There was about a three-week wait to get the surgery booked and that entire time I kept thinking about how very serious this felt. This was no ingrown toenail drive-by surgery. Okay, maybe easier than a c-section. ? On the day of the surgery, when the anesthesiologist informed me that I’d be on a respirator for over three hours, that hit me hard. Thankfully, the surgery is a rousing success and I’m sent home with instructions to not sneeze or vomit. I return to the doctor’s office three days later to remove the stents he had placed in my nose to assist with healing. When the surgeon first explained that he'd prop open my nasal passages with stents, I had imagined something along the lines of a dainty coffee stirrer. I’m fascinated to see that the stents coming out of my delicate schnozz were not coffee stirrers at all, but were plastic and biscotti-shaped, about three inches long and two inches tall. I sincerely regret not taking them home as a souvenir, proof I had survived a major surgery. When I asked to see the stents, Dr. Truong said that at least one third of his patients either throw up or faint when the stents come out. (There are quite a few stent removal videos on YouTube, if that floats your boat.) The doctor then sprayed my nose with some horrible numbing spray that tasted like burnt tar, cigar ashes and cricket poop. This was to numb the area so that the doctor could toss a very long endoscope into my nose to remove post-surgical debris. I didn't feel any pain really, just a little nausea, which I blamed on the numbing spray. Then in a blink of an eye, I felt clammy and on the cusp of vomiting. Ever the polite Lutheran, I thought “Hmm, wonder what's the etiquette here? Should I ask for the thing to be removed from my nose first? If I turn towards the direction of the yardstick in my nose, I’ll ack on the doctor’s nice white jacket. If I turn away, what happens to the pole in my nose?” Everything feels furry, like smearing Vaseline on a camera lens. I’m able to squeak out “I feel sort of faint.” The doctor replies "That’s normal. Just faint then? Anything else?” And I think “I wish I had the energy to flip you off. What do you mean anything else? Normal, schnormal, this is horrible! Also, the very fact that I cannot scold you or move my fingers is alarming.” I believe I say “I do not like this feeling.” And then, blam! My brain gets squished into a weird spaceship. I cannot find my lungs. I, hot yoga goddess, queen of pranayama deep breathing, I cannot bring in a thimble of air. I think “Jeez. Really? Is this death? That’s it? My life is ending right here, right now, in sensible pants, arch support shoes, with a scalpel thing up my nose? Damn. What a plain, safe, silly way to die. Shoulda tried cocaine when I had the chance.” Blinding white everywhere. Not in the “go to the light” or “look for Jesus, grandma and your dog Millie at the end of the tunnel” kind of light. Just like the most pristine dry erase board ever. Then, ZINK, I see a very large image of a pillow. SWICK, an image of a suitcase. LORK! Next up, an image of a palm tree. ZARKY! There’s Tori Spelling. Tori Spelling? What the …? Haven’t I read about people having their life flash before their eyes? I mean, sure, I was a Beverly Hills, 90210 fan. And, yes, I have admired her pluckiness in the wake of parental estrangement, cheating husbands and frisky children. But wouldn’t someone more profound, say Princess Di, Joyce Carol Oates or Barbara Walters be more apropos in my death slide show? I don’t know how long I circled through the pillow, suitcase, palm tree, Tori Spelling diorama. Then blank whiteness. Then a very slow awareness of rejoining my sensibly-shod body in the doctor’s office. I’m surrounded by ice packs behind my neck and on my chest and, oh!, they were welcome as a cool breeze in the midst of a blistering 110-degree hot yoga class. My confident young surgeon looks haggard and, well, worried. Somewhere between fright and relief. The surgeon asks, "Do you have a heart condition?" And I reply "Pffft. Hot yoga. Heart problems for me? Do I? Should I?" Dr. Truong says that in all his years of having people faint in his office, he has never seen someone go down as hard and as fast as I did. I ask if he thinks I should just go and check in with a cardiologist, just for sport. "No, it was likely a vasovagal episode. But, if it happens again, then yes, that would warrant a check-in with a cardiologist.” * * * While I was glad that this vasovagal thing was considered benign, I was a little freaked out how quickly I lost consciousness. I had seizures as a child and had my fair share of losing consciousness, but none had ever felt like a near death experience. And the images were so vibrant and alive and, seriously, Tori Spelling? (No offense, Tori.) When I lived back east, I had a good friend, Tom, who loved dream analysis. He was always able to draw out a missed detail or find hidden clues in words. I didn’t want to just bolt into his life for such a pointed need. So did the next best thing. Shout out to Wordsmith.org’s Internet Anagram Server, every word girl’s online fantasy. I didn’t mind the pillow, as I felt suffocated. And the suitcase made some sense, in that my brain was taking me on a journey. So that left palm tree and Tori Spelling as the great mysteries. The anagram of palm tree + Tori Spelling: <drum roll, please>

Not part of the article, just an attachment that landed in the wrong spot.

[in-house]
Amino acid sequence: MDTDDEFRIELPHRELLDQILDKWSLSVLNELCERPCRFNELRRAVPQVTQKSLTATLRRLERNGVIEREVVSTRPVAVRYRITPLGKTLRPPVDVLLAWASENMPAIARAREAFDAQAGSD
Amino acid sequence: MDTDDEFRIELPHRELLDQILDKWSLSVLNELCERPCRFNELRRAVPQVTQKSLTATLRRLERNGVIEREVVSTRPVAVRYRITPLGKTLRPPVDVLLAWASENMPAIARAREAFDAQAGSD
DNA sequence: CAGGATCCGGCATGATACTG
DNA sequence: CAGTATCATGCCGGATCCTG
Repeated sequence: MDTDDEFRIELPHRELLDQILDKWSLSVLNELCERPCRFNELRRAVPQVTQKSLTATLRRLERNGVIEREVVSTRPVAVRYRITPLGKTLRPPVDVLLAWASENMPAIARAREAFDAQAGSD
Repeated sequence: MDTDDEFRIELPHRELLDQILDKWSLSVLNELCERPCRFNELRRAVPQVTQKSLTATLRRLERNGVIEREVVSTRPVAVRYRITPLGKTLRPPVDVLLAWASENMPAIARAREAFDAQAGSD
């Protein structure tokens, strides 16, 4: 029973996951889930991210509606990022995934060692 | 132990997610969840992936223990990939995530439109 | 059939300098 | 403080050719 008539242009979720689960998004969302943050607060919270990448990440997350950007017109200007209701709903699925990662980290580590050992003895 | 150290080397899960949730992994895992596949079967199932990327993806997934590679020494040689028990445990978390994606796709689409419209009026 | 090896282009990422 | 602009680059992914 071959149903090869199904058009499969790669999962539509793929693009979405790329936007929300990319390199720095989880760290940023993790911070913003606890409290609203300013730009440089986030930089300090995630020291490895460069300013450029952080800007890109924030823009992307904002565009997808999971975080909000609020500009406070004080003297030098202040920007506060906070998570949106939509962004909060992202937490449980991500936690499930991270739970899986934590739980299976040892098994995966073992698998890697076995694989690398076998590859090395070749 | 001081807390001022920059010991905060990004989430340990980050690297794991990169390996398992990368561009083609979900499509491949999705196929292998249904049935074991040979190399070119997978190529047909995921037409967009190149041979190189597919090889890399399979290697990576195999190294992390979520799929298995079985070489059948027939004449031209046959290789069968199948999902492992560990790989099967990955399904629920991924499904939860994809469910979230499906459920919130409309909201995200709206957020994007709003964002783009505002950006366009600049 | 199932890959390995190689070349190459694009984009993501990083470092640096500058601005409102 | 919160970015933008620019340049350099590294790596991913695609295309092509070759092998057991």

**** Nose Telegram Pill Trip ****